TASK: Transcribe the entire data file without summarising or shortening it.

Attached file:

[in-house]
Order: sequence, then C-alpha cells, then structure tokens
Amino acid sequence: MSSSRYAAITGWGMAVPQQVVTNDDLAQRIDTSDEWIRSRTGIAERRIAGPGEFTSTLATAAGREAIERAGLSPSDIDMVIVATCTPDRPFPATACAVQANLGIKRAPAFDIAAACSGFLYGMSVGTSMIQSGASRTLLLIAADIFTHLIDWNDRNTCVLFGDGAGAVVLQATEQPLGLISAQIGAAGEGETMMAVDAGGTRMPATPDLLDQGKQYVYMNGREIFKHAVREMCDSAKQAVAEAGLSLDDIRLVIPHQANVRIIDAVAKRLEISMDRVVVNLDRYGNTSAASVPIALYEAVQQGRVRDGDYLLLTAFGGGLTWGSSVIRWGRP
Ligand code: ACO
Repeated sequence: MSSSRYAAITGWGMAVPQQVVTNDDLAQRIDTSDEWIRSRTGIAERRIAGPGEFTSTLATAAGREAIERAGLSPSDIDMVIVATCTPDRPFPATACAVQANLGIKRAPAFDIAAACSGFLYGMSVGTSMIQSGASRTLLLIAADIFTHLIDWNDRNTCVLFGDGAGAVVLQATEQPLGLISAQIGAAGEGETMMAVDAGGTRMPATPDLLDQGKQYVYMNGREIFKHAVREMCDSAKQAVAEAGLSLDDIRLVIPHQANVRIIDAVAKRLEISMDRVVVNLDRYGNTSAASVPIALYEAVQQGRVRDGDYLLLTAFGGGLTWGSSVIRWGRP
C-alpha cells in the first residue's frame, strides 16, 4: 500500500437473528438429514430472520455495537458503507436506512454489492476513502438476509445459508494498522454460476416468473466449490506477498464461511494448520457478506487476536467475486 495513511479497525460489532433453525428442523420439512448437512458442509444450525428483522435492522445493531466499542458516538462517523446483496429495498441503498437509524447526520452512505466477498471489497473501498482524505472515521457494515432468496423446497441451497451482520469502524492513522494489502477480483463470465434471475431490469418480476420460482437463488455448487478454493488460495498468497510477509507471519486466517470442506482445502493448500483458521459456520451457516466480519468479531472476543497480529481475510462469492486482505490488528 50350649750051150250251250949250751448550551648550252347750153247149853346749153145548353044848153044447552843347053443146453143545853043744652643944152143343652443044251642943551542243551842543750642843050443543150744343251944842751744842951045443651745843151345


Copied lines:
[in-house]
Order: sequence, then C-alpha cells, then structure tokens
Amino acid sequence: MSSSRYAAITGWGMAVPQQVVTNDDLAQRIDTSDEWIRSRTGIAERRIAGPGEFTSTLATAAGREAIERAGLSPSDIDMVIVATCTPDRPFPATACAVQANLGIKRAPAFDIAAACSGFLYGMSVGTSMIQSGASRTLLLIAADIFTHLIDWNDRNTCVLFGDGAGAVVLQATEQPLGLISAQIGAAGEGETMMAVDAGGTRMPATPDLLDQGKQYVYMNGREIFKHAVREMCDSAKQAVAEAGLSLDDIRLVIPHQANVRIIDAVAKRLEISMDRVVVNLDRYGNTSAASVPIALYEAVQQGRVRDGDYLLLTAFGGGLTWGSSVIRWGRP
Ligand code: ACO
Repeated sequence: MSSSRYAAITGWGMAVPQQVVTNDDLAQRIDTSDEWIRSRTGIAERRIAGPGEFTSTLATAAGREAIERAGLSPSDIDMVIVATCTPDRPFPATACAVQANLGIKRAPAFDIAAACSGFLYGMSVGTSMIQSGASRTLLLIAADIFTHLIDWNDRNTCVLFGDGAGAVVLQATEQPLGLISAQIGAAGEGETMMAVDAGGTRMPATPDLLDQGKQYVYMNGREIFKHAVREMCDSAKQAVAEAGLSLDDIRLVIPHQANVRIIDAVAKRLEISMDRVVVNLDRYGNTSAASVPIALYEAVQQGRVRDGDYLLLTAFGGGLTWGSSVIRWGRP
C-alpha cells in the first residue's frame, strides 16, 4: 500500500437473528438429514430472520455495537458503507436506512454489492476513502438476509445459508494498522454460476416468473466449490506477498464461511494448520457478506487476536467475486 495513511479497525460489532433453525428442523420439512448437512458442509444450525428483522435492522445493531466499542458516538462517523446483496429495498441503498437509524447526520452512505466477498471489497473501498482524505472515521457494515432468496423446497441451497451482520469502524492513522494489502477480483463470465434471475431490469418480476420460482437463488455448487478454493488460495498468497510477509507471519486466517470442506482445502493448500483458521459456520451457516466480519468479531472476543497480529481475510462469492486482505490488528 50350649750051150250251250949250751448550551648550252347750153247149853346749153145548353044848153044447552843347053443146453143545853043744652643944152143343652443044251642943551542243551842543750642843050443543150744343251944842751744842951045443651745843151345